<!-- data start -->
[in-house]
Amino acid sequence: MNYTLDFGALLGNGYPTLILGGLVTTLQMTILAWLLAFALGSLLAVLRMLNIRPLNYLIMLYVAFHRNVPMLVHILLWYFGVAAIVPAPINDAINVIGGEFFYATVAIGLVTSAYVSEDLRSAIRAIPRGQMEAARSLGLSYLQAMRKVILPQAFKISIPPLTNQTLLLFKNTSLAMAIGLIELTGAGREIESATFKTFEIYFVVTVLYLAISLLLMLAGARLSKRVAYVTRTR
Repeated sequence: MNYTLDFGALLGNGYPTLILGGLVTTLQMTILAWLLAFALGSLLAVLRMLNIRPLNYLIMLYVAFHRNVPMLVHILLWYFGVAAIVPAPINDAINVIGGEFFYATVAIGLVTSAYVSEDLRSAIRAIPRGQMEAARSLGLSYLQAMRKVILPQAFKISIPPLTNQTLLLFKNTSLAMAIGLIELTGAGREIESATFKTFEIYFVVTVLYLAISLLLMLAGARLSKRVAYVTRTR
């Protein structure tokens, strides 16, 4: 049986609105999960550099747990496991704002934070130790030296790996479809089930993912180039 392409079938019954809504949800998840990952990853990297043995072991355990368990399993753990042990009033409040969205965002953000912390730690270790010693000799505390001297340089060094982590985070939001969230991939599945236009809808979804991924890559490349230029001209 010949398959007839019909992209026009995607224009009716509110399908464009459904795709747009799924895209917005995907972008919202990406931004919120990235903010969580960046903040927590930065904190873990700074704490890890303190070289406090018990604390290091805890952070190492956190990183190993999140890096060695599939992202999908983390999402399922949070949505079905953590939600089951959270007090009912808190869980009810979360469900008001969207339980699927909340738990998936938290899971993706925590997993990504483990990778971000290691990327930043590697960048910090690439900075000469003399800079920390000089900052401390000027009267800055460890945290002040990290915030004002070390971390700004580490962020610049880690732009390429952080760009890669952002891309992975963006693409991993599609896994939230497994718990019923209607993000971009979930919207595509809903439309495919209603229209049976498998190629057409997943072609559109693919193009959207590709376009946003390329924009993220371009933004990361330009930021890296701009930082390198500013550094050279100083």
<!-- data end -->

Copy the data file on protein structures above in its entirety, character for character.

[in-house]
Amino acid sequence: MNYTLDFGALLGNGYPTLILGGLVTTLQMTILAWLLAFALGSLLAVLRMLNIRPLNYLIMLYVAFHRNVPMLVHILLWYFGVAAIVPAPINDAINVIGGEFFYATVAIGLVTSAYVSEDLRSAIRAIPRGQMEAARSLGLSYLQAMRKVILPQAFKISIPPLTNQTLLLFKNTSLAMAIGLIELTGAGREIESATFKTFEIYFVVTVLYLAISLLLMLAGARLSKRVAYVTRTR
Repeated sequence: MNYTLDFGALLGNGYPTLILGGLVTTLQMTILAWLLAFALGSLLAVLRMLNIRPLNYLIMLYVAFHRNVPMLVHILLWYFGVAAIVPAPINDAINVIGGEFFYATVAIGLVTSAYVSEDLRSAIRAIPRGQMEAARSLGLSYLQAMRKVILPQAFKISIPPLTNQTLLLFKNTSLAMAIGLIELTGAGREIESATFKTFEIYFVVTVLYLAISLLLMLAGARLSKRVAYVTRTR
């Protein structure tokens, strides 16, 4: 049986609105999960550099747990496991704002934070130790030296790996479809089930993912180039 392409079938019954809504949800998840990952990853990297043995072991355990368990399993753990042990009033409040969205965002953000912390730690270790010693000799505390001297340089060094982590985070939001969230991939599945236009809808979804991924890559490349230029001209 010949398959007839019909992209026009995607224009009716509110399908464009459904795709747009799924895209917005995907972008919202990406931004919120990235903010969580960046903040927590930065904190873990700074704490890890303190070289406090018990604390290091805890952070190492956190990183190993999140890096060695599939992202999908983390999402399922949070949505079905953590939600089951959270007090009912808190869980009810979360469900008001969207339980699927909340738990998936938290899971993706925590997993990504483990990778971000290691990327930043590697960048910090690439900075000469003399800079920390000089900052401390000027009267800055460890945290002040990290915030004002070390971390700004580490962020610049880690732009390429952080760009890669952002891309992975963006693409991993599609896994939230497994718990019923209607993000971009979930919207595509809903439309495919209603229209049976498998190629057409997943072609559109693919193009959207590709376009946003390329924009993220371009933004990361330009930021890296701009930082390198500013550094050279100083």